Nycteridocaulus Atyeo, 1966

Mironov, Sergey V. & Galloway, Terry D., 2020, Two new feather mites of the subfamily Proctophyllodinae (Acariformes: Proctophyllodidae) from the Yellow-bellied Flycatcher Empidonax flaviventris (Passeriformes: Tyrannidae) in Canada, Acarologia 60 (4), pp. 878-891 : 879-880

publication ID

https://doi.org/ 10.24349/acarologia/20204407

publication LSID

lsid:zoobank.org:pub:D4FD2137-C330-42EA-8840-D16A04913EAE

persistent identifier

https://treatment.plazi.org/id/03D587B2-FFA2-1B40-29AC-4176FA10FD74

treatment provided by

Marcus

scientific name

Nycteridocaulus Atyeo, 1966
status

 

Genus Nycteridocaulus Atyeo, 1966

Type species: Nycteridocaulus tyranni Atyeo, 1966 , by original designation.

Nycteridocaulus is the most species­rich genus within the Nycteridocaulus generic group,

one of two major phylogenetic lineages of the subfamily Proctophyllodinae associated with suboscine passerines in the New World ( Klimov et al. 2017 ; Mironov and Bermúdez 2018, 2020). Prior to the present study, the genus Nycteridocaulus included 15 species mainly associated with suboscine passerines. Of them, 12 species are distributed on tyrant flycatchers and allies (Tyrannides: Thamnophilidae , Tyrannidae , and Tytyridae); one species is known from ovenbirds (Furnariides: Furnariidae ) and two on oscine passerines of the families Parulidae and Troglodytidae (Atyeo 1966; Atyeo and Gaud 1968 ; De Alzuet and Brandetti 1986 ; Hernandes 2014; Mironov et al. 2017). Nycteridocaulus tyranni commonly infests tyrant flycatchers, and two records on birds of the families Passerellidae and Vireonidae by Atyeo (1966), based on collections from museum skins, are questionable and require verification.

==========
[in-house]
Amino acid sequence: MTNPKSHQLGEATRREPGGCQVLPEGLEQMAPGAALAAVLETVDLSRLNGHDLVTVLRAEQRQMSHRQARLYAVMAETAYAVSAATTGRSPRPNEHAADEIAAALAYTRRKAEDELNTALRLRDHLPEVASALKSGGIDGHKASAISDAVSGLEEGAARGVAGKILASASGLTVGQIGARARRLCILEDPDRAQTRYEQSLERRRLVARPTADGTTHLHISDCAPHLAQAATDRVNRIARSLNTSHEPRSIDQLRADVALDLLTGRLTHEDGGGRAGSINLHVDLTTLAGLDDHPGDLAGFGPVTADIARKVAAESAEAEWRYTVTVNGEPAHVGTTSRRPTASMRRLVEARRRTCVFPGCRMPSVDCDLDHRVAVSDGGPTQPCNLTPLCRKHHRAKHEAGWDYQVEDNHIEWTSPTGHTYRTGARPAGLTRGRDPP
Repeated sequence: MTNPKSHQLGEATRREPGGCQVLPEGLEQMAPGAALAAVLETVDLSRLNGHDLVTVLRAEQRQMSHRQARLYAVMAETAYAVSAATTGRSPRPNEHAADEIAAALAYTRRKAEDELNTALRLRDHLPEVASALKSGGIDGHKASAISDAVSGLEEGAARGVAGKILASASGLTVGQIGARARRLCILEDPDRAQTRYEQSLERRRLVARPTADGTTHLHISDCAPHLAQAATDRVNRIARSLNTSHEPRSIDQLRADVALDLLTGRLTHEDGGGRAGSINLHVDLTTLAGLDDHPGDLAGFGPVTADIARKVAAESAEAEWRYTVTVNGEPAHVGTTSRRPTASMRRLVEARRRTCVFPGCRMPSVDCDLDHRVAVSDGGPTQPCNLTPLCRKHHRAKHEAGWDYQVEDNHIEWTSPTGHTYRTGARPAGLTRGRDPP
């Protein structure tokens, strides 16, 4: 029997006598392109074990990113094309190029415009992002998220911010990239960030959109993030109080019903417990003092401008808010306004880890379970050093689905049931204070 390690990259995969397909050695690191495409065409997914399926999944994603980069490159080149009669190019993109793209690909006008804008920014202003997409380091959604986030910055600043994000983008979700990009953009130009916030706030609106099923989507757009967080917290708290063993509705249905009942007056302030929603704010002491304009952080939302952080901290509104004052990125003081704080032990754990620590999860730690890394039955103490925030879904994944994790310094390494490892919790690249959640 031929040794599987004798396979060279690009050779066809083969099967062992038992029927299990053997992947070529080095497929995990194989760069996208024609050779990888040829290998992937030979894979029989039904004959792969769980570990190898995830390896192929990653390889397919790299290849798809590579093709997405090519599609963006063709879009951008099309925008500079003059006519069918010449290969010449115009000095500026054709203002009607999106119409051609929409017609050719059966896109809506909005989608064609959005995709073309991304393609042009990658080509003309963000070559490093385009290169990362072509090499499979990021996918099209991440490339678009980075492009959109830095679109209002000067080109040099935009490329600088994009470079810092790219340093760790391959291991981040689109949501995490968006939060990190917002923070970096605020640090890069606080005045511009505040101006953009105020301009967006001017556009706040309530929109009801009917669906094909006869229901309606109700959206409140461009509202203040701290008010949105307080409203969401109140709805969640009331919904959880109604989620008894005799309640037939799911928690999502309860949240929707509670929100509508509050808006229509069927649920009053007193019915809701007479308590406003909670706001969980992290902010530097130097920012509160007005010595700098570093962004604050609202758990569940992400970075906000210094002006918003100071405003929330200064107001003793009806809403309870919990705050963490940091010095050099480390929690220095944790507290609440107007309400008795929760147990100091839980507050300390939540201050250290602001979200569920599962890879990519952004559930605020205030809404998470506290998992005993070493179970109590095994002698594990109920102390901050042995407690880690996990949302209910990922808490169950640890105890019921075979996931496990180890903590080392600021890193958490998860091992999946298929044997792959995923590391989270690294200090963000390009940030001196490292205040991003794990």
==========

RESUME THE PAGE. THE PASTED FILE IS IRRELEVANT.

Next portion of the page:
The clearest diagnostic feature of the genus Nycteridocaulus is the genital arch in males shaped as a recurved bow and the whole genital apparatus resembling a flying bat, the basis for the name of the genus. Among proctophyllodines of the Nycteridocaulus group, this genus is the most diverse in the structure of the opisthosomal lobes and terminal lamellae, varying from short rectangular membranes, as in the new species described below, to long leaf­like projections. A key to most presently known species was provided by Mironov et al. (2017).